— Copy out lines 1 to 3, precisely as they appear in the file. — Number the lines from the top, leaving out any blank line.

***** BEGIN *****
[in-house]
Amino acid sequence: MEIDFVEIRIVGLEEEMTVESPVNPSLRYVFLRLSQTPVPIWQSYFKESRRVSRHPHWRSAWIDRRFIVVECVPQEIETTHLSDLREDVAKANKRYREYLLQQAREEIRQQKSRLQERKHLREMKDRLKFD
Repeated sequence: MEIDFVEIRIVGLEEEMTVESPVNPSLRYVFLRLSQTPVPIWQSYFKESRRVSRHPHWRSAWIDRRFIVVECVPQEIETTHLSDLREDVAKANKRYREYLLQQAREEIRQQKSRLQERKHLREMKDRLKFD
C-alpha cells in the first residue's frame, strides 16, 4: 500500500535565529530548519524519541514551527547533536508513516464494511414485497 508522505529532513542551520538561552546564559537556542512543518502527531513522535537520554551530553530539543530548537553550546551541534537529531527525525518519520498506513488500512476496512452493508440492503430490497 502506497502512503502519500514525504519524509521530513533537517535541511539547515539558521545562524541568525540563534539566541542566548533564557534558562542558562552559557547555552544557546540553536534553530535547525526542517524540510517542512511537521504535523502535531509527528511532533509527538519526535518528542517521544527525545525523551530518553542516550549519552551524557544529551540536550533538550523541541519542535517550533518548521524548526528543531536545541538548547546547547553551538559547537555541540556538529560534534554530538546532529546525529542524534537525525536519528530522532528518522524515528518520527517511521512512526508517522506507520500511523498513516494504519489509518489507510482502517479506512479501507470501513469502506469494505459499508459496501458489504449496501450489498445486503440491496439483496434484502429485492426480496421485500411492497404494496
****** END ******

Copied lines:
[in-house]
Amino acid sequence: MEIDFVEIRIVGLEEEMTVESPVNPSLRYVFLRLSQTPVPIWQSYFKESRRVSRHPHWRSAWIDRRFIVVECVPQEIETTHLSDLREDVAKANKRYREYLLQQAREEIRQQKSRLQERKHLREMKDRLKFD
Repeated sequence: MEIDFVEIRIVGLEEEMTVESPVNPSLRYVFLRLSQTPVPIWQSYFKESRRVSRHPHWRSAWIDRRFIVVECVPQEIETTHLSDLREDVAKANKRYREYLLQQAREEIRQQKSRLQERKHLREMKDRLKFD